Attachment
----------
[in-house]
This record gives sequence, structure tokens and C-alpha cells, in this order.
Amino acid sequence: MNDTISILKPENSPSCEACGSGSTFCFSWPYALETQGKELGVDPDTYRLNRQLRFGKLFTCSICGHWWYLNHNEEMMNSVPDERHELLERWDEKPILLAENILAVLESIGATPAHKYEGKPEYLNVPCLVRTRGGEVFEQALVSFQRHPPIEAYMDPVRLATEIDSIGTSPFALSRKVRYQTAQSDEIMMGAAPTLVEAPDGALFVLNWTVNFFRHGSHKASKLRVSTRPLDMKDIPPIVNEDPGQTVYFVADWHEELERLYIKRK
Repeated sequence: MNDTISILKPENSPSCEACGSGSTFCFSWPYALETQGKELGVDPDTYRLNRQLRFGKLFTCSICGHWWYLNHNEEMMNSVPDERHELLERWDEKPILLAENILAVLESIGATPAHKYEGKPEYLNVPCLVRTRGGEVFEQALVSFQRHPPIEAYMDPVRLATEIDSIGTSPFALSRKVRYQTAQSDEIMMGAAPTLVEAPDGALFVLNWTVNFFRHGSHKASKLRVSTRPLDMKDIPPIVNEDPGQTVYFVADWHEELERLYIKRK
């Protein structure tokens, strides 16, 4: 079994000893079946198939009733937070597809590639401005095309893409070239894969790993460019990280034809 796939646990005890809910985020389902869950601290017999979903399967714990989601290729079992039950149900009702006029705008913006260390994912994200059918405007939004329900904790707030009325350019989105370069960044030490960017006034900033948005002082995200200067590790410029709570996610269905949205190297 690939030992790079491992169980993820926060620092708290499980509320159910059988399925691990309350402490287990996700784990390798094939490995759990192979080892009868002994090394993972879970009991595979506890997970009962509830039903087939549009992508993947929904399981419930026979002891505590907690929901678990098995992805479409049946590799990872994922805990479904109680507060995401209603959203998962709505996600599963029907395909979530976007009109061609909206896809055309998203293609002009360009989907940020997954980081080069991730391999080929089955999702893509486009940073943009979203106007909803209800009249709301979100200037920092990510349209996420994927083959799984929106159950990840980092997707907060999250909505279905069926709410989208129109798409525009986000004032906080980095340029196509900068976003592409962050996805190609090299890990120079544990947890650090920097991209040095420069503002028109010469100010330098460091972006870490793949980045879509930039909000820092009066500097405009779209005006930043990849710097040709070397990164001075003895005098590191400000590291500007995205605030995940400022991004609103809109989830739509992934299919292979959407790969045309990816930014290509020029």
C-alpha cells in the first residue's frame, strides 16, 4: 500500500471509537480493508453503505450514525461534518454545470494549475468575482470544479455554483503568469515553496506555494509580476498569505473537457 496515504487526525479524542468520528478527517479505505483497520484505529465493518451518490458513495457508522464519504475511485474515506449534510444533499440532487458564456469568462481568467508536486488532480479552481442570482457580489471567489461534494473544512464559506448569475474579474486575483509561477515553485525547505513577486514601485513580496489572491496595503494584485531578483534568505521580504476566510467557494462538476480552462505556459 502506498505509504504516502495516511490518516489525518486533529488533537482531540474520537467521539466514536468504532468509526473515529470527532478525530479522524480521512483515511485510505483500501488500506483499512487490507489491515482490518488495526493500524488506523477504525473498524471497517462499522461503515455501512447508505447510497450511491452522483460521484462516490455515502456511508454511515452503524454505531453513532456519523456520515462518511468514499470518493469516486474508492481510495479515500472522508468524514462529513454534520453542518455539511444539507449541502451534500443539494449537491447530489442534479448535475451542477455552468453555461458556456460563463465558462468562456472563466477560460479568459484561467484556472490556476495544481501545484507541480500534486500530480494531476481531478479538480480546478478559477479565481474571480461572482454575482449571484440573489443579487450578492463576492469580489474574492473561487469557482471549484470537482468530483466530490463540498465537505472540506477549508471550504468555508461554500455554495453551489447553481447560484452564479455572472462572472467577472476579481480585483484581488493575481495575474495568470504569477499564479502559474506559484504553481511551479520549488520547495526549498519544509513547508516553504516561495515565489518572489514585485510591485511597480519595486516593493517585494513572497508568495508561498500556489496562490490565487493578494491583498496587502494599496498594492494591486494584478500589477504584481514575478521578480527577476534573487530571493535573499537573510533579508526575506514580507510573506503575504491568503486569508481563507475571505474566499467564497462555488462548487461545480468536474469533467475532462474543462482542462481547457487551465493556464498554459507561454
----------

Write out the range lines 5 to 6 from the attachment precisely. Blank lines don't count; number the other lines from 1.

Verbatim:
């Protein structure tokens, strides 16, 4: 079994000893079946198939009733937070597809590639401005095309893409070239894969790993460019990280034809 796939646990005890809910985020389902869950601290017999979903399967714990989601290729079992039950149900009702006029705008913006260390994912994200059918405007939004329900904790707030009325350019989105370069960044030490960017006034900033948005002082995200200067590790410029709570996610269905949205190297 690939030992790079491992169980993820926060620092708290499980509320159910059988399925691990309350402490287990996700784990390798094939490995759990192979080892009868002994090394993972879970009991595979506890997970009962509830039903087939549009992508993947929904399981419930026979002891505590907690929901678990098995992805479409049946590799990872994922805990479904109680507060995401209603959203998962709505996600599963029907395909979530976007009109061609909206896809055309998203293609002009360009989907940020997954980081080069991730391999080929089955999702893509486009940073943009979203106007909803209800009249709301979100200037920092990510349209996420994927083959799984929106159950990840980092997707907060999250909505279905069926709410989208129109798409525009986000004032906080980095340029196509900068976003592409962050996805190609090299890990120079544990947890650090920097991209040095420069503002028109010469100010330098460091972006870490793949980045879509930039909000820092009066500097405009779209005006930043990849710097040709070397990164001075003895005098590191400000590291500007995205605030995940400022991004609103809109989830739509992934299919292979959407790969045309990816930014290509020029």
C-alpha cells in the first residue's frame, strides 16, 4: 500500500471509537480493508453503505450514525461534518454545470494549475468575482470544479455554483503568469515553496506555494509580476498569505473537457 496515504487526525479524542468520528478527517479505505483497520484505529465493518451518490458513495457508522464519504475511485474515506449534510444533499440532487458564456469568462481568467508536486488532480479552481442570482457580489471567489461534494473544512464559506448569475474579474486575483509561477515553485525547505513577486514601485513580496489572491496595503494584485531578483534568505521580504476566510467557494462538476480552462505556459 502506498505509504504516502495516511490518516489525518486533529488533537482531540474520537467521539466514536468504532468509526473515529470527532478525530479522524480521512483515511485510505483500501488500506483499512487490507489491515482490518488495526493500524488506523477504525473498524471497517462499522461503515455501512447508505447510497450511491452522483460521484462516490455515502456511508454511515452503524454505531453513532456519523456520515462518511468514499470518493469516486474508492481510495479515500472522508468524514462529513454534520453542518455539511444539507449541502451534500443539494449537491447530489442534479448535475451542477455552468453555461458556456460563463465558462468562456472563466477560460479568459484561467484556472490556476495544481501545484507541480500534486500530480494531476481531478479538480480546478478559477479565481474571480461572482454575482449571484440573489443579487450578492463576492469580489474574492473561487469557482471549484470537482468530483466530490463540498465537505472540506477549508471550504468555508461554500455554495453551489447553481447560484452564479455572472462572472467577472476579481480585483484581488493575481495575474495568470504569477499564479502559474506559484504553481511551479520549488520547495526549498519544509513547508516553504516561495515565489518572489514585485510591485511597480519595486516593493517585494513572497508568495508561498500556489496562490490565487493578494491583498496587502494599496498594492494591486494584478500589477504584481514575478521578480527577476534573487530571493535573499537573510533579508526575506514580507510573506503575504491568503486569508481563507475571505474566499467564497462555488462548487461545480468536474469533467475532462474543462482542462481547457487551465493556464498554459507561454